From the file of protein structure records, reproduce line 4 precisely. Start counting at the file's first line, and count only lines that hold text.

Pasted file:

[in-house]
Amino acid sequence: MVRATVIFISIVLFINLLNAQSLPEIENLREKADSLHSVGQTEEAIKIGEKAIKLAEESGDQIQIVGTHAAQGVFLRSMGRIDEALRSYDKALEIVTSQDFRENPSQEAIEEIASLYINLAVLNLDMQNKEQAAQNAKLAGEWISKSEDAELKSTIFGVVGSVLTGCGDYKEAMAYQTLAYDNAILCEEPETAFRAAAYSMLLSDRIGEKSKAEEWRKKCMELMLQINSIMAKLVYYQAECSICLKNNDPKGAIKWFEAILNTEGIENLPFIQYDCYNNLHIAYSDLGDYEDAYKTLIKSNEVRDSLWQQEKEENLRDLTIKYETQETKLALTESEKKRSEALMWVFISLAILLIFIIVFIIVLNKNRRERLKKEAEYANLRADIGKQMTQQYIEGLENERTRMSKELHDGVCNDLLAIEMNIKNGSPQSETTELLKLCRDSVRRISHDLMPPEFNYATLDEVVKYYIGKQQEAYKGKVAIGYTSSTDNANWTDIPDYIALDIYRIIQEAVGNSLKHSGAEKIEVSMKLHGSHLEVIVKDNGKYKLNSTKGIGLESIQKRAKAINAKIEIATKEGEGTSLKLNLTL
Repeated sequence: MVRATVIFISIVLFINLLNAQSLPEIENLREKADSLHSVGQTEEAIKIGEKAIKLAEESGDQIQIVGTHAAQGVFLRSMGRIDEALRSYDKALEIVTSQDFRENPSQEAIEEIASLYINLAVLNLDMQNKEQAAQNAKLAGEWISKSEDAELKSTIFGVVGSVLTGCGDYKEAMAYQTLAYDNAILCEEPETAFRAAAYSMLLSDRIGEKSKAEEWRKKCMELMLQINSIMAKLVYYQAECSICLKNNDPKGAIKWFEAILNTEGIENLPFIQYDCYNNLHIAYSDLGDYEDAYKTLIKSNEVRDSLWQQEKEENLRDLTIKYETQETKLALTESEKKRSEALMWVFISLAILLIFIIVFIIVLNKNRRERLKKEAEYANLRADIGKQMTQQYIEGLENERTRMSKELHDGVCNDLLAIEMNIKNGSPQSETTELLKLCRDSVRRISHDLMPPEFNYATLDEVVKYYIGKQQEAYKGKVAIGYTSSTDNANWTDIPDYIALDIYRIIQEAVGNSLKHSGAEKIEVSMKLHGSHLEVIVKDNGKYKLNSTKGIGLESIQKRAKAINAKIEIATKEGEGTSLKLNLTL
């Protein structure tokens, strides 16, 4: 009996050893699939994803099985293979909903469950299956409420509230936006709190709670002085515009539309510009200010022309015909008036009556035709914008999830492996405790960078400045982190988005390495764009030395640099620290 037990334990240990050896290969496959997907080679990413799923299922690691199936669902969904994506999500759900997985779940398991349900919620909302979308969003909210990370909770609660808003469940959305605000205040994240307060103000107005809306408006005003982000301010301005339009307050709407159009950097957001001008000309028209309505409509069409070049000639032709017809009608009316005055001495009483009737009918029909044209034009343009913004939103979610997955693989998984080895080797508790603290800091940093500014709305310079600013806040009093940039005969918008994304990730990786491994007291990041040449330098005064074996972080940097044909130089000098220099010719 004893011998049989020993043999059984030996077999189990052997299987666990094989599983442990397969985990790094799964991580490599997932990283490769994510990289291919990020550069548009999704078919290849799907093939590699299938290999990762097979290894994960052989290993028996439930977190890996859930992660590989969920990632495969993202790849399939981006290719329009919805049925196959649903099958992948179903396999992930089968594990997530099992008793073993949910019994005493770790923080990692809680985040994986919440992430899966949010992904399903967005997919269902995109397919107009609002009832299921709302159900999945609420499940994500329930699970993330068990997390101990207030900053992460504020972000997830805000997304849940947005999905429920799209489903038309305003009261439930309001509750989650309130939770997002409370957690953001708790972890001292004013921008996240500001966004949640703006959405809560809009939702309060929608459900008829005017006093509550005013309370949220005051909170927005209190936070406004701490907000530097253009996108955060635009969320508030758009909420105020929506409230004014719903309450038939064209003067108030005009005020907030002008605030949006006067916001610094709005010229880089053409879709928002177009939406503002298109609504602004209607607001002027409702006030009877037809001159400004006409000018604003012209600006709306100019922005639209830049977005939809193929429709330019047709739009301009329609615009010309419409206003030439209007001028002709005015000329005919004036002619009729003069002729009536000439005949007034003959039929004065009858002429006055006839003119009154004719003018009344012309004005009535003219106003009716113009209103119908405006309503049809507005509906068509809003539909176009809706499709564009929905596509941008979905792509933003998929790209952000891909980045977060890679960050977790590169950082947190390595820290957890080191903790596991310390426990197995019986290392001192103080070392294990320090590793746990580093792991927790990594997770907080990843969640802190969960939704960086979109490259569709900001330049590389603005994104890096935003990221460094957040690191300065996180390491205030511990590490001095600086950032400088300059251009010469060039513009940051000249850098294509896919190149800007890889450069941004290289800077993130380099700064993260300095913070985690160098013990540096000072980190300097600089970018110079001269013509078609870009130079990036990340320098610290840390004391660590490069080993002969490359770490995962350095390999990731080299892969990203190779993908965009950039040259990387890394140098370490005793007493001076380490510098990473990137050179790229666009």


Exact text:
């Protein structure tokens, strides 16, 4: 009996050893699939994803099985293979909903469950299956409420509230936006709190709670002085515009539309510009200010022309015909008036009556035709914008999830492996405790960078400045982190988005390495764009030395640099620290 037990334990240990050896290969496959997907080679990413799923299922690691199936669902969904994506999500759900997985779940398991349900919620909302979308969003909210990370909770609660808003469940959305605000205040994240307060103000107005809306408006005003982000301010301005339009307050709407159009950097957001001008000309028209309505409509069409070049000639032709017809009608009316005055001495009483009737009918029909044209034009343009913004939103979610997955693989998984080895080797508790603290800091940093500014709305310079600013806040009093940039005969918008994304990730990786491994007291990041040449330098005064074996972080940097044909130089000098220099010719 004893011998049989020993043999059984030996077999189990052997299987666990094989599983442990397969985990790094799964991580490599997932990283490769994510990289291919990020550069548009999704078919290849799907093939590699299938290999990762097979290894994960052989290993028996439930977190890996859930992660590989969920990632495969993202790849399939981006290719329009919805049925196959649903099958992948179903396999992930089968594990997530099992008793073993949910019994005493770790923080990692809680985040994986919440992430899966949010992904399903967005997919269902995109397919107009609002009832299921709302159900999945609420499940994500329930699970993330068990997390101990207030900053992460504020972000997830805000997304849940947005999905429920799209489903038309305003009261439930309001509750989650309130939770997002409370957690953001708790972890001292004013921008996240500001966004949640703006959405809560809009939702309060929608459900008829005017006093509550005013309370949220005051909170927005209190936070406004701490907000530097253009996108955060635009969320508030758009909420105020929506409230004014719903309450038939064209003067108030005009005020907030002008605030949006006067916001610094709005010229880089053409879709928002177009939406503002298109609504602004209607607001002027409702006030009877037809001159400004006409000018604003012209600006709306100019922005639209830049977005939809193929429709330019047709739009301009329609615009010309419409206003030439209007001028002709005015000329005919004036002619009729003069002729009536000439005949007034003959039929004065009858002429006055006839003119009154004719003018009344012309004005009535003219106003009716113009209103119908405006309503049809507005509906068509809003539909176009809706499709564009929905596509941008979905792509933003998929790209952000891909980045977060890679960050977790590169950082947190390595820290957890080191903790596991310390426990197995019986290392001192103080070392294990320090590793746990580093792991927790990594997770907080990843969640802190969960939704960086979109490259569709900001330049590389603005994104890096935003990221460094957040690191300065996180390491205030511990590490001095600086950032400088300059251009010469060039513009940051000249850098294509896919190149800007890889450069941004290289800077993130380099700064993260300095913070985690160098013990540096000072980190300097600089970018110079001269013509078609870009130079990036990340320098610290840390004391660590490069080993002969490359770490995962350095390999990731080299892969990203190779993908965009950039040259990387890394140098370490005793007493001076380490510098990473990137050179790229666009």